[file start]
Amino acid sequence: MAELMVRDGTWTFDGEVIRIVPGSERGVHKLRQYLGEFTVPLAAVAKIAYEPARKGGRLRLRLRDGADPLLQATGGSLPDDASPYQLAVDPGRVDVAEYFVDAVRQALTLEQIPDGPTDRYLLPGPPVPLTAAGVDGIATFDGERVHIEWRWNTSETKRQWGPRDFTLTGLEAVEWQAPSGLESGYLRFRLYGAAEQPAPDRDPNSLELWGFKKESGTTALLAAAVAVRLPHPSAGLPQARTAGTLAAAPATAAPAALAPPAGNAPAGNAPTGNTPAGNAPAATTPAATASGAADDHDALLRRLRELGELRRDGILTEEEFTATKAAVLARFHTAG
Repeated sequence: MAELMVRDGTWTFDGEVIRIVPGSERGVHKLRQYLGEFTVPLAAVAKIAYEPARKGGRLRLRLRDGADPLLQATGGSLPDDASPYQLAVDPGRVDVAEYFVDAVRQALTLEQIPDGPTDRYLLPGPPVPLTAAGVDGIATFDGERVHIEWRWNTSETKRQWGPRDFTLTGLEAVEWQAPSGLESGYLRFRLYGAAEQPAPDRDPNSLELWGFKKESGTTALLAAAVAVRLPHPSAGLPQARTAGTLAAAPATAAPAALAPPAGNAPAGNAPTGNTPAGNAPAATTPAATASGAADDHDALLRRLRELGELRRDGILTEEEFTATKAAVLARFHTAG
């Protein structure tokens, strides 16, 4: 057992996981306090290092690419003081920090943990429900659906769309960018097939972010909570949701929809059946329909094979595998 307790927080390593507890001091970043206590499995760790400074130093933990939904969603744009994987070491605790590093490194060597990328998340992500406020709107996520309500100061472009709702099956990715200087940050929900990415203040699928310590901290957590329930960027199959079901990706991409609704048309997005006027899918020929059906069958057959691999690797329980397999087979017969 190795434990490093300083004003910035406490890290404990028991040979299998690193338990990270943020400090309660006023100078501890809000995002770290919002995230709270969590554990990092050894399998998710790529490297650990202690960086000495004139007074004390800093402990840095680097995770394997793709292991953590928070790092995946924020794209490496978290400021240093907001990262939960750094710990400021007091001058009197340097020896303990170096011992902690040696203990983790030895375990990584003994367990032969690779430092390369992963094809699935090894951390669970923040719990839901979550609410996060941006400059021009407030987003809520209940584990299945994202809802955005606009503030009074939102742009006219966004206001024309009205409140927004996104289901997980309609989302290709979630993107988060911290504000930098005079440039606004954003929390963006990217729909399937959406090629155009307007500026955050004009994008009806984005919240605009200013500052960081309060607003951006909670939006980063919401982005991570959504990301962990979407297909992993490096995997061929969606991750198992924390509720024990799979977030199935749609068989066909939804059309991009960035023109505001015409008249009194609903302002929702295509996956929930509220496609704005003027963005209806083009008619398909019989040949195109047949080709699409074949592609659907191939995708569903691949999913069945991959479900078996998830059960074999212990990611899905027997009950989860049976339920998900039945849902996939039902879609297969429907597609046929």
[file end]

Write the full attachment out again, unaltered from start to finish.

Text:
Amino acid sequence: MAELMVRDGTWTFDGEVIRIVPGSERGVHKLRQYLGEFTVPLAAVAKIAYEPARKGGRLRLRLRDGADPLLQATGGSLPDDASPYQLAVDPGRVDVAEYFVDAVRQALTLEQIPDGPTDRYLLPGPPVPLTAAGVDGIATFDGERVHIEWRWNTSETKRQWGPRDFTLTGLEAVEWQAPSGLESGYLRFRLYGAAEQPAPDRDPNSLELWGFKKESGTTALLAAAVAVRLPHPSAGLPQARTAGTLAAAPATAAPAALAPPAGNAPAGNAPTGNTPAGNAPAATTPAATASGAADDHDALLRRLRELGELRRDGILTEEEFTATKAAVLARFHTAG
Repeated sequence: MAELMVRDGTWTFDGEVIRIVPGSERGVHKLRQYLGEFTVPLAAVAKIAYEPARKGGRLRLRLRDGADPLLQATGGSLPDDASPYQLAVDPGRVDVAEYFVDAVRQALTLEQIPDGPTDRYLLPGPPVPLTAAGVDGIATFDGERVHIEWRWNTSETKRQWGPRDFTLTGLEAVEWQAPSGLESGYLRFRLYGAAEQPAPDRDPNSLELWGFKKESGTTALLAAAVAVRLPHPSAGLPQARTAGTLAAAPATAAPAALAPPAGNAPAGNAPTGNTPAGNAPAATTPAATASGAADDHDALLRRLRELGELRRDGILTEEEFTATKAAVLARFHTAG
């Protein structure tokens, strides 16, 4: 057992996981306090290092690419003081920090943990429900659906769309960018097939972010909570949701929809059946329909094979595998 307790927080390593507890001091970043206590499995760790400074130093933990939904969603744009994987070491605790590093490194060597990328998340992500406020709107996520309500100061472009709702099956990715200087940050929900990415203040699928310590901290957590329930960027199959079901990706991409609704048309997005006027899918020929059906069958057959691999690797329980397999087979017969 190795434990490093300083004003910035406490890290404990028991040979299998690193338990990270943020400090309660006023100078501890809000995002770290919002995230709270969590554990990092050894399998998710790529490297650990202690960086000495004139007074004390800093402990840095680097995770394997793709292991953590928070790092995946924020794209490496978290400021240093907001990262939960750094710990400021007091001058009197340097020896303990170096011992902690040696203990983790030895375990990584003994367990032969690779430092390369992963094809699935090894951390669970923040719990839901979550609410996060941006400059021009407030987003809520209940584990299945994202809802955005606009503030009074939102742009006219966004206001024309009205409140927004996104289901997980309609989302290709979630993107988060911290504000930098005079440039606004954003929390963006990217729909399937959406090629155009307007500026955050004009994008009806984005919240605009200013500052960081309060607003951006909670939006980063919401982005991570959504990301962990979407297909992993490096995997061929969606991750198992924390509720024990799979977030199935749609068989066909939804059309991009960035023109505001015409008249009194609903302002929702295509996956929930509220496609704005003027963005209806083009008619398909019989040949195109047949080709699409074949592609659907191939995708569903691949999913069945991959479900078996998830059960074999212990990611899905027997009950989860049976339920998900039945849902996939039902879609297969429907597609046929």